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Councils place multi-billion pound ‘bets’ on commercial property

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Vedanta Hedging recently hosted a seminar regarding council borrowing and the implications for local authorities. Abhishek Sachdev (CEO of Vedanta Hedging), has provided extensive analysis and commentary regarding how Banks mis-sold complex loans with  hidden derivatives to Councils in Channel 4’s Dispatches programme. In addition, given live evidence to Select Committee of MPs in Westminster about the complex issues surrounding mis-sold LOBOs.

Unlike LOBO loans, council borrowing from the government has recently been on the rise. Across the UK, British councils have been plunging into the commercial property market or the residential property development. According to The Times article (below), councils are placing multi-billion pound ‘bets’ on commercial property. With hope to gain revenue lost through government cuts, and possible expensive LOBO loans they were mis-sold.

Since 2015, councils have paid over £2.7 billion for commercial properties, up from £500 million over the past three years. This has raised concerns with loans being taken out with little or no previous investment experience. Experts warn that some local authorities are developing ‘exceptionally risky’ portfolios, accounting for up to a third of buyers in some areas.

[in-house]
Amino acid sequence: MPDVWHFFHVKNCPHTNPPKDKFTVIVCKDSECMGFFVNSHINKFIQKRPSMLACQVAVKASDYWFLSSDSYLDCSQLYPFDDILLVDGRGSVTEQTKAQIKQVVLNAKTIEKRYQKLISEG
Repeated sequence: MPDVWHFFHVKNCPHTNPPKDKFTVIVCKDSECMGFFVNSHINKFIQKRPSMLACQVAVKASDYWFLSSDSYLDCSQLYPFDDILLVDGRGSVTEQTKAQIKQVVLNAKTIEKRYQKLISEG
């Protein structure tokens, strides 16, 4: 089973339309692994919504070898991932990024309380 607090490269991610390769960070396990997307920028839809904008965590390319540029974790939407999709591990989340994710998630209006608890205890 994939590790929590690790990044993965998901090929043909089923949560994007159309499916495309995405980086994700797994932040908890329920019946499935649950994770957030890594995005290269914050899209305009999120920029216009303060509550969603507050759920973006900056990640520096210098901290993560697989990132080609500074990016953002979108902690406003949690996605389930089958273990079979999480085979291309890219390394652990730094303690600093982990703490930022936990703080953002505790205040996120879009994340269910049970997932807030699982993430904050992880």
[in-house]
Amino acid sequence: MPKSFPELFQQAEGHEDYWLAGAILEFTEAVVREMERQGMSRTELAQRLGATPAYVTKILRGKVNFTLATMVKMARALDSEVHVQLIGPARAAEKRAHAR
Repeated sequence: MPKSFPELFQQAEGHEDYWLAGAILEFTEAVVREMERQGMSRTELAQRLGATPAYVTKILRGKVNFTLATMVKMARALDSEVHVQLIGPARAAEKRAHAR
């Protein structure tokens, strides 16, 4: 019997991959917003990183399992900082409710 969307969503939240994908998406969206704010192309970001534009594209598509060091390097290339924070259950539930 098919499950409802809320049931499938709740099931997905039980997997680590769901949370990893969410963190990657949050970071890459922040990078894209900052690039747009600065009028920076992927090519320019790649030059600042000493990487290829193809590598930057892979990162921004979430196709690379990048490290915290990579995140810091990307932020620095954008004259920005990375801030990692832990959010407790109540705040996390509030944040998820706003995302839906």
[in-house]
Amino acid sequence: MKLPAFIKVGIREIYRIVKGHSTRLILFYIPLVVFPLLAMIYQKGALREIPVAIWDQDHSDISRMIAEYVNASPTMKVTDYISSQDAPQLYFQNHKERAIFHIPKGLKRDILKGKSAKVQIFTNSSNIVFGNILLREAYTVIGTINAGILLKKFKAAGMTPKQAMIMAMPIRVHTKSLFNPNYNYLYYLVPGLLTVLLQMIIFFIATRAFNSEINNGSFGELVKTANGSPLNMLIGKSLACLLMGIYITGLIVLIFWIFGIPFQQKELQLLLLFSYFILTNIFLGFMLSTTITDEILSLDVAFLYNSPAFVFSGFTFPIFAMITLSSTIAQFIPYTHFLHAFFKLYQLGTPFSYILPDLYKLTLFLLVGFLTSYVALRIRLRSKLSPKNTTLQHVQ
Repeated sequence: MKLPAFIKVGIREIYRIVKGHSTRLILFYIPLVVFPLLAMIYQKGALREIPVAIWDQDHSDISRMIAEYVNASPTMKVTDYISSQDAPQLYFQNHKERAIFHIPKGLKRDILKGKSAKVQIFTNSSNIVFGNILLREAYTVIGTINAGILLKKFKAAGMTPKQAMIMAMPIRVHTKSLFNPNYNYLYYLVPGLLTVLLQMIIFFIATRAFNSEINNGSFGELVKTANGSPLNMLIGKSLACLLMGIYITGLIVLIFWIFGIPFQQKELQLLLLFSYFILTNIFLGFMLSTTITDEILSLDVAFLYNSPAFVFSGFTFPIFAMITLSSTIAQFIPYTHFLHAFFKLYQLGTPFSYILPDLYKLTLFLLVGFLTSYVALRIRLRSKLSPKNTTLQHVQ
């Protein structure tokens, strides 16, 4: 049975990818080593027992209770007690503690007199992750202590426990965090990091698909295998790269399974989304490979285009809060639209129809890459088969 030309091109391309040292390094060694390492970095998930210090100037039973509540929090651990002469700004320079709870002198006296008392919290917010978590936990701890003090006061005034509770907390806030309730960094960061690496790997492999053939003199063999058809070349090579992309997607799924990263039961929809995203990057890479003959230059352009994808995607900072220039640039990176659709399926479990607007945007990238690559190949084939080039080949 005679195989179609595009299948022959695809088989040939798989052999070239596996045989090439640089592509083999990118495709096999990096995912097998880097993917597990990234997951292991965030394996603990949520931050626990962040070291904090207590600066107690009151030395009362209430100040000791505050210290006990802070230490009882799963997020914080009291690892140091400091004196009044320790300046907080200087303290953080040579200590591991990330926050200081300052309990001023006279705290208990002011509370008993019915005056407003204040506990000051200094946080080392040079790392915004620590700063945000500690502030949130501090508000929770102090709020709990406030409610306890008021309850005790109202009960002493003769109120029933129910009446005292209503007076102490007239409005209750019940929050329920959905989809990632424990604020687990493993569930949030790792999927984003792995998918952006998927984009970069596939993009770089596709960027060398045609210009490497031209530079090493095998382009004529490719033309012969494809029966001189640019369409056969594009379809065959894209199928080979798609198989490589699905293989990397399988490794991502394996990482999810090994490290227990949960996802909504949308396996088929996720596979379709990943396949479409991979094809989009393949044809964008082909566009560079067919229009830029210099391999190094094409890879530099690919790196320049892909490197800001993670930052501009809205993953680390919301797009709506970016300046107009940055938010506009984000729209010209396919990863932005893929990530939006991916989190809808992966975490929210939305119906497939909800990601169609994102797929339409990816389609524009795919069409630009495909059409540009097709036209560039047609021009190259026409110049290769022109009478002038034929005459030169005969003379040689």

The shopping spree has been at its fiercest for shopping centres. Last year, Canterbury Council paid £79 million for a 50% stake in the Whitefriars centre. While the Stockport Borough Council bought the Merseyside Shopping Centre for £75 million. Despite the concerns that the online market is negatively impacting bricks-and-mortar retailers.

The Royal Institute of Chartered Surveyors has advised that the demand for retail space is reducing and rents are stagnating as consumer restraint spending or shop online.

Meg Hillier, the Labour MP who chaired the public accounts committee in the last parliament said; “The danger is a repeat of the Icelandic banking collapse when councils were overexposed to one market. A crash in the value of offices or shopping centres could have a very big impact with councils suddenly owing a lot of white elephants,”

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